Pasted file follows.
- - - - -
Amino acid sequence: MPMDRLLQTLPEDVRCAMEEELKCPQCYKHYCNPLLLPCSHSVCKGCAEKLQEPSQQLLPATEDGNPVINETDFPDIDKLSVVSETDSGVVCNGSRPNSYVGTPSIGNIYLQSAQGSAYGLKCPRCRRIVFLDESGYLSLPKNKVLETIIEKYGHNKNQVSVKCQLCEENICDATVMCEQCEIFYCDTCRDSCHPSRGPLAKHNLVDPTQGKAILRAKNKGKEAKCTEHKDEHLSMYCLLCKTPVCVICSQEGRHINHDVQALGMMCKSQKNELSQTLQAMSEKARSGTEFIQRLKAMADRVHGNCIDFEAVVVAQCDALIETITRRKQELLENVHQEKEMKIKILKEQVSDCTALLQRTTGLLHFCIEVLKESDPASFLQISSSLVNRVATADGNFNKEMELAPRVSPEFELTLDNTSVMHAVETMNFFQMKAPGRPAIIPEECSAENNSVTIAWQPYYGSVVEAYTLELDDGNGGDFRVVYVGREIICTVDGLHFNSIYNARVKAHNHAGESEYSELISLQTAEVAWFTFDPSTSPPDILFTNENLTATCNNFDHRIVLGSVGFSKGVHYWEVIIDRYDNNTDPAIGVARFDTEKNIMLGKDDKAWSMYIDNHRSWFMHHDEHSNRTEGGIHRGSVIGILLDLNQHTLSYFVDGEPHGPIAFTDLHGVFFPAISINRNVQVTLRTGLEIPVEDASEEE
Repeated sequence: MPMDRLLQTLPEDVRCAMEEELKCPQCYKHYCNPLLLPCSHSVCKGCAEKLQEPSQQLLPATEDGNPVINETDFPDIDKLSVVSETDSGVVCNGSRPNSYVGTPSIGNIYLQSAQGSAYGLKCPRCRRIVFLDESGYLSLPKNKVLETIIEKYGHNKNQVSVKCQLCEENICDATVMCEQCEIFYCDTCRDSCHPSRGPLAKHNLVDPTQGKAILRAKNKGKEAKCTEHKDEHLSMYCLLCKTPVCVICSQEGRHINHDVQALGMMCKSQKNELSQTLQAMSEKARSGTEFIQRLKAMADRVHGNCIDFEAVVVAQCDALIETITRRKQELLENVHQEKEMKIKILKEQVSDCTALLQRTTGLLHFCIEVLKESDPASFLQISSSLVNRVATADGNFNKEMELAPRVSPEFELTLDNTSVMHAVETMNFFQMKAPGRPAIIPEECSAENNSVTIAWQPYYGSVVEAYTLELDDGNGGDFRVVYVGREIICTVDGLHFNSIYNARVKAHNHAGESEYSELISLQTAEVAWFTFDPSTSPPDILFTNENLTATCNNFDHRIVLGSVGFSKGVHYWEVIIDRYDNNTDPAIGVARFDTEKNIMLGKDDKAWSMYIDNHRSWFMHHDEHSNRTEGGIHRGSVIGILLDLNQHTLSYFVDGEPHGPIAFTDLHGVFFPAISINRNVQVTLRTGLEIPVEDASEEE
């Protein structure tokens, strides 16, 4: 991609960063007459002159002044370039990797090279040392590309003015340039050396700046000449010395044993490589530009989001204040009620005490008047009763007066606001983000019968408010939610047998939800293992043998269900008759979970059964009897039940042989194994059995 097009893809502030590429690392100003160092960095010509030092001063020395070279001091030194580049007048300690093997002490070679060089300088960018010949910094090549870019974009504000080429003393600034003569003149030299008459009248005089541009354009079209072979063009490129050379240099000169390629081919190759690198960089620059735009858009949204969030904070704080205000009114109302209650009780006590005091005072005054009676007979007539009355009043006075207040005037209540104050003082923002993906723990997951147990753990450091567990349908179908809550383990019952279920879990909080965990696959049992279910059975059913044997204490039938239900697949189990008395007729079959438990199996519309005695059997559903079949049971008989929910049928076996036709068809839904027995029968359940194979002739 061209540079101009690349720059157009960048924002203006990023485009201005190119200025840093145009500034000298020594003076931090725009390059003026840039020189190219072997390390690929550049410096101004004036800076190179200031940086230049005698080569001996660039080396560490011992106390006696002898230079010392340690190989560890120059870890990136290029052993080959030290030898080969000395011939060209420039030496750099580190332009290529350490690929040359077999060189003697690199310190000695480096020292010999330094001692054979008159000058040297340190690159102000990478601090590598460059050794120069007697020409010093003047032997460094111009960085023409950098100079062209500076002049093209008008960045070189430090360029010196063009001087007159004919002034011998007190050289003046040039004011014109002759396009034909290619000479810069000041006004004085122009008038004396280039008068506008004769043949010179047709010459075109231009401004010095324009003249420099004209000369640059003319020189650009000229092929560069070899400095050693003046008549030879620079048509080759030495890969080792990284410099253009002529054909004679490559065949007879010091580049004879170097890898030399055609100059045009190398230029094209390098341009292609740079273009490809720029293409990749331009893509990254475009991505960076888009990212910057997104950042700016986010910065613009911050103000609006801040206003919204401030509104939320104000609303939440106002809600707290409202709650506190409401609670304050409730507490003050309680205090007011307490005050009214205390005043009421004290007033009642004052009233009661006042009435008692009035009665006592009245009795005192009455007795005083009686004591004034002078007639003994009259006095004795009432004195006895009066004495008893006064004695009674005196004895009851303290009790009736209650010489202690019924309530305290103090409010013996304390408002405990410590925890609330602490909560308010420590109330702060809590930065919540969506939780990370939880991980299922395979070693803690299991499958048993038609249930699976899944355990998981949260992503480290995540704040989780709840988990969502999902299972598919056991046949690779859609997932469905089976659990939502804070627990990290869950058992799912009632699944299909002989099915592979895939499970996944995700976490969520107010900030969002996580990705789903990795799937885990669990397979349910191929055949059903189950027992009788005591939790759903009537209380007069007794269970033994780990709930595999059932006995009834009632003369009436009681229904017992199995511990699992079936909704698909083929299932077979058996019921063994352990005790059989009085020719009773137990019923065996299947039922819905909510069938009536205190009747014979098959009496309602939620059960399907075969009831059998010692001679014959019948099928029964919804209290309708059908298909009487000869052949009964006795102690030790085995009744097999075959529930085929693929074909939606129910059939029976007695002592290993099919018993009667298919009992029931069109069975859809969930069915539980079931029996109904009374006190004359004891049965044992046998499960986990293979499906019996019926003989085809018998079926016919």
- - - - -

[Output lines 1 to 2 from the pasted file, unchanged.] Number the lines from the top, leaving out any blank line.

Amino acid sequence: MPMDRLLQTLPEDVRCAMEEELKCPQCYKHYCNPLLLPCSHSVCKGCAEKLQEPSQQLLPATEDGNPVINETDFPDIDKLSVVSETDSGVVCNGSRPNSYVGTPSIGNIYLQSAQGSAYGLKCPRCRRIVFLDESGYLSLPKNKVLETIIEKYGHNKNQVSVKCQLCEENICDATVMCEQCEIFYCDTCRDSCHPSRGPLAKHNLVDPTQGKAILRAKNKGKEAKCTEHKDEHLSMYCLLCKTPVCVICSQEGRHINHDVQALGMMCKSQKNELSQTLQAMSEKARSGTEFIQRLKAMADRVHGNCIDFEAVVVAQCDALIETITRRKQELLENVHQEKEMKIKILKEQVSDCTALLQRTTGLLHFCIEVLKESDPASFLQISSSLVNRVATADGNFNKEMELAPRVSPEFELTLDNTSVMHAVETMNFFQMKAPGRPAIIPEECSAENNSVTIAWQPYYGSVVEAYTLELDDGNGGDFRVVYVGREIICTVDGLHFNSIYNARVKAHNHAGESEYSELISLQTAEVAWFTFDPSTSPPDILFTNENLTATCNNFDHRIVLGSVGFSKGVHYWEVIIDRYDNNTDPAIGVARFDTEKNIMLGKDDKAWSMYIDNHRSWFMHHDEHSNRTEGGIHRGSVIGILLDLNQHTLSYFVDGEPHGPIAFTDLHGVFFPAISINRNVQVTLRTGLEIPVEDASEEE
Repeated sequence: MPMDRLLQTLPEDVRCAMEEELKCPQCYKHYCNPLLLPCSHSVCKGCAEKLQEPSQQLLPATEDGNPVINETDFPDIDKLSVVSETDSGVVCNGSRPNSYVGTPSIGNIYLQSAQGSAYGLKCPRCRRIVFLDESGYLSLPKNKVLETIIEKYGHNKNQVSVKCQLCEENICDATVMCEQCEIFYCDTCRDSCHPSRGPLAKHNLVDPTQGKAILRAKNKGKEAKCTEHKDEHLSMYCLLCKTPVCVICSQEGRHINHDVQALGMMCKSQKNELSQTLQAMSEKARSGTEFIQRLKAMADRVHGNCIDFEAVVVAQCDALIETITRRKQELLENVHQEKEMKIKILKEQVSDCTALLQRTTGLLHFCIEVLKESDPASFLQISSSLVNRVATADGNFNKEMELAPRVSPEFELTLDNTSVMHAVETMNFFQMKAPGRPAIIPEECSAENNSVTIAWQPYYGSVVEAYTLELDDGNGGDFRVVYVGREIICTVDGLHFNSIYNARVKAHNHAGESEYSELISLQTAEVAWFTFDPSTSPPDILFTNENLTATCNNFDHRIVLGSVGFSKGVHYWEVIIDRYDNNTDPAIGVARFDTEKNIMLGKDDKAWSMYIDNHRSWFMHHDEHSNRTEGGIHRGSVIGILLDLNQHTLSYFVDGEPHGPIAFTDLHGVFFPAISINRNVQVTLRTGLEIPVEDASEEE